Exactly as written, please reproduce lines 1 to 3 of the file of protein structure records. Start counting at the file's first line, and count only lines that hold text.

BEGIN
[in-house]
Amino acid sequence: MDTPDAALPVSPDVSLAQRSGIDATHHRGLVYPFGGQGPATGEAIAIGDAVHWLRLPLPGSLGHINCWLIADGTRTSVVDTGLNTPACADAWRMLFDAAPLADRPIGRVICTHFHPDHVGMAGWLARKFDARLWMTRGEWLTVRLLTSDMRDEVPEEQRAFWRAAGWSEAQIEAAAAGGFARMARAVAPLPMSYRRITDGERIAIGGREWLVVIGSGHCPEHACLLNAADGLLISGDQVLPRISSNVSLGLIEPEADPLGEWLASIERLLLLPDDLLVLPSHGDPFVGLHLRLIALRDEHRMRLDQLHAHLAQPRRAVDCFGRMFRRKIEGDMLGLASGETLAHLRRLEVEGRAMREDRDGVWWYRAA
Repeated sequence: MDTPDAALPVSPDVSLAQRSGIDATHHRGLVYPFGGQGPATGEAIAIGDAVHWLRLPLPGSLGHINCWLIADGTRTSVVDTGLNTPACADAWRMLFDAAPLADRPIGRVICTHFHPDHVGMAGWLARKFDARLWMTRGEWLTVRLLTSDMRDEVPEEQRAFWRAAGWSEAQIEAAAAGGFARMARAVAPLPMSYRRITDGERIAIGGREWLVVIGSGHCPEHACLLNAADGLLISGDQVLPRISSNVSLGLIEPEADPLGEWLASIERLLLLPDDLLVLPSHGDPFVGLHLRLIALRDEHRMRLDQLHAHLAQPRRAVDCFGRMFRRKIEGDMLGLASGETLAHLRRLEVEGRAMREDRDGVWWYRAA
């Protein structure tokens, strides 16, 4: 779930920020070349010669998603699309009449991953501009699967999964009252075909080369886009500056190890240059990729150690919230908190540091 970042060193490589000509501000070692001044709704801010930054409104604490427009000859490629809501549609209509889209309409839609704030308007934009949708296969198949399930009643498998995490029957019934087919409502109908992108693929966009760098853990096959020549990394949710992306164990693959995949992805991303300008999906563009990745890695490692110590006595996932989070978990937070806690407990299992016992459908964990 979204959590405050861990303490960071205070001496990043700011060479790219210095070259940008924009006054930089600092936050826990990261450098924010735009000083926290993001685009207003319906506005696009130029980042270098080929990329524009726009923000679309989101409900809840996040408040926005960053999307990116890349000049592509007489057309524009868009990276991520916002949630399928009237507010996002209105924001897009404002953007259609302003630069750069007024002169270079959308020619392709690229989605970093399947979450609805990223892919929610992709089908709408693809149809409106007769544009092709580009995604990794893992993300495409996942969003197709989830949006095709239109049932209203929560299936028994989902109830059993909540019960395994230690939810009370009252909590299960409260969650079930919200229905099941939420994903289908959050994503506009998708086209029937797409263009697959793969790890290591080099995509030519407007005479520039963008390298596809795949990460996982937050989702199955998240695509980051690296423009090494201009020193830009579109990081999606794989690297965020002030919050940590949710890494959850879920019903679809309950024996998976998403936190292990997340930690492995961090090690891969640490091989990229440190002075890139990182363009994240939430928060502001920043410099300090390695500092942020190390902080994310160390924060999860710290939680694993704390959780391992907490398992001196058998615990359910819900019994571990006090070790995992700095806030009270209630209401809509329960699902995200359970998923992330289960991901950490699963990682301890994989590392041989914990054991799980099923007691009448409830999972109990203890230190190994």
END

[in-house]
Amino acid sequence: MDTPDAALPVSPDVSLAQRSGIDATHHRGLVYPFGGQGPATGEAIAIGDAVHWLRLPLPGSLGHINCWLIADGTRTSVVDTGLNTPACADAWRMLFDAAPLADRPIGRVICTHFHPDHVGMAGWLARKFDARLWMTRGEWLTVRLLTSDMRDEVPEEQRAFWRAAGWSEAQIEAAAAGGFARMARAVAPLPMSYRRITDGERIAIGGREWLVVIGSGHCPEHACLLNAADGLLISGDQVLPRISSNVSLGLIEPEADPLGEWLASIERLLLLPDDLLVLPSHGDPFVGLHLRLIALRDEHRMRLDQLHAHLAQPRRAVDCFGRMFRRKIEGDMLGLASGETLAHLRRLEVEGRAMREDRDGVWWYRAA
Repeated sequence: MDTPDAALPVSPDVSLAQRSGIDATHHRGLVYPFGGQGPATGEAIAIGDAVHWLRLPLPGSLGHINCWLIADGTRTSVVDTGLNTPACADAWRMLFDAAPLADRPIGRVICTHFHPDHVGMAGWLARKFDARLWMTRGEWLTVRLLTSDMRDEVPEEQRAFWRAAGWSEAQIEAAAAGGFARMARAVAPLPMSYRRITDGERIAIGGREWLVVIGSGHCPEHACLLNAADGLLISGDQVLPRISSNVSLGLIEPEADPLGEWLASIERLLLLPDDLLVLPSHGDPFVGLHLRLIALRDEHRMRLDQLHAHLAQPRRAVDCFGRMFRRKIEGDMLGLASGETLAHLRRLEVEGRAMREDRDGVWWYRAA